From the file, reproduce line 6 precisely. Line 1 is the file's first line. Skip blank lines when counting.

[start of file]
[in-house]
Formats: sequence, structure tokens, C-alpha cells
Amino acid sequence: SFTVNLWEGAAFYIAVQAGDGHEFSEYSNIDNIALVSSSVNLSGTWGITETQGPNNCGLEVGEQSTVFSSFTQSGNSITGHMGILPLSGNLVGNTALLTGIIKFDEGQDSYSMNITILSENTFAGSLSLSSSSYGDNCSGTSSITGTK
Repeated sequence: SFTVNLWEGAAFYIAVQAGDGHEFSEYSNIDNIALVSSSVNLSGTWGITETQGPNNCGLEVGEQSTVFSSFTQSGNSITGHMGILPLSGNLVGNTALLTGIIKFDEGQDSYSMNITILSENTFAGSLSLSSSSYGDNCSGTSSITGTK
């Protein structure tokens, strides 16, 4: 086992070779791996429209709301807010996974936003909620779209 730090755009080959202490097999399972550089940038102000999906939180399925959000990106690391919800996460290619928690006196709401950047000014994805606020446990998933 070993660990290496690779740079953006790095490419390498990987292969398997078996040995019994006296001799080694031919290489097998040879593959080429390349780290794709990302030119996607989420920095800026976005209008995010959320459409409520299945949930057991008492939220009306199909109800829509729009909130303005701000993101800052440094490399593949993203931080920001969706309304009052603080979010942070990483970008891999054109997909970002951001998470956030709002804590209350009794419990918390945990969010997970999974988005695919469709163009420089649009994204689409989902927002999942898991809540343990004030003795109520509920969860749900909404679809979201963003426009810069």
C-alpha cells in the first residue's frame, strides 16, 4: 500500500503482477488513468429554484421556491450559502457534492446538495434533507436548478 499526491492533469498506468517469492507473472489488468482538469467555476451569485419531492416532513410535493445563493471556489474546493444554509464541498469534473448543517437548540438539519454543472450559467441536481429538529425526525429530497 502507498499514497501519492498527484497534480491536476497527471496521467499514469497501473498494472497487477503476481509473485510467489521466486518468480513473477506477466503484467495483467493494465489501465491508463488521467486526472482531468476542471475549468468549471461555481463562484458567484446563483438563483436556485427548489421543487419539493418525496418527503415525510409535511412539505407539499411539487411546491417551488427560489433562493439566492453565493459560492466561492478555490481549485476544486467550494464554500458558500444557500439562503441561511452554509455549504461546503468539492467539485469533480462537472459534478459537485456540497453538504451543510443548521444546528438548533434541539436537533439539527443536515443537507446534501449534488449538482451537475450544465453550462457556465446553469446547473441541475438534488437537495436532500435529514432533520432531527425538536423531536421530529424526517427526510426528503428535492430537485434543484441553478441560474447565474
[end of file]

C-alpha cells in the first residue's frame, strides 16, 4: 500500500503482477488513468429554484421556491450559502457534492446538495434533507436548478 499526491492533469498506468517469492507473472489488468482538469467555476451569485419531492416532513410535493445563493471556489474546493444554509464541498469534473448543517437548540438539519454543472450559467441536481429538529425526525429530497 502507498499514497501519492498527484497534480491536476497527471496521467499514469497501473498494472497487477503476481509473485510467489521466486518468480513473477506477466503484467495483467493494465489501465491508463488521467486526472482531468476542471475549468468549471461555481463562484458567484446563483438563483436556485427548489421543487419539493418525496418527503415525510409535511412539505407539499411539487411546491417551488427560489433562493439566492453565493459560492466561492478555490481549485476544486467550494464554500458558500444557500439562503441561511452554509455549504461546503468539492467539485469533480462537472459534478459537485456540497453538504451543510443548521444546528438548533434541539436537533439539527443536515443537507446534501449534488449538482451537475450544465453550462457556465446553469446547473441541475438534488437537495436532500435529514432533520432531527425538536423531536421530529424526517427526510426528503428535492430537485434543484441553478441560474447565474